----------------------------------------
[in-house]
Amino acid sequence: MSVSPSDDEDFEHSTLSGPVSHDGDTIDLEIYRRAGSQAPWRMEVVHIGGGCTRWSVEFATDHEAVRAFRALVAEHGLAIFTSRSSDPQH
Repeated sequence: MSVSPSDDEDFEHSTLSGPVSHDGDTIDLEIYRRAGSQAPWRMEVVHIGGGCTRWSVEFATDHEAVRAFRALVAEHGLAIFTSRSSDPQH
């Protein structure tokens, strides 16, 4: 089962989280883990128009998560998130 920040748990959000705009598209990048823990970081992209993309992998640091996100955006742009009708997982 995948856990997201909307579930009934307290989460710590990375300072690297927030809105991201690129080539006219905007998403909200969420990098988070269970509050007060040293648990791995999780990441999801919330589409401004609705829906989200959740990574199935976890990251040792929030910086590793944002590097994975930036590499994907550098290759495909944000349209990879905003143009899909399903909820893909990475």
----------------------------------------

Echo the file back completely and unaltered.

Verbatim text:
[in-house]
Amino acid sequence: MSVSPSDDEDFEHSTLSGPVSHDGDTIDLEIYRRAGSQAPWRMEVVHIGGGCTRWSVEFATDHEAVRAFRALVAEHGLAIFTSRSSDPQH
Repeated sequence: MSVSPSDDEDFEHSTLSGPVSHDGDTIDLEIYRRAGSQAPWRMEVVHIGGGCTRWSVEFATDHEAVRAFRALVAEHGLAIFTSRSSDPQH
């Protein structure tokens, strides 16, 4: 089962989280883990128009998560998130 920040748990959000705009598209990048823990970081992209993309992998640091996100955006742009009708997982 995948856990997201909307579930009934307290989460710590990375300072690297927030809105991201690129080539006219905007998403909200969420990098988070269970509050007060040293648990791995999780990441999801919330589409401004609705829906989200959740990574199935976890990251040792929030910086590793944002590097994975930036590499994907550098290759495909944000349209990879905003143009899909399903909820893909990475």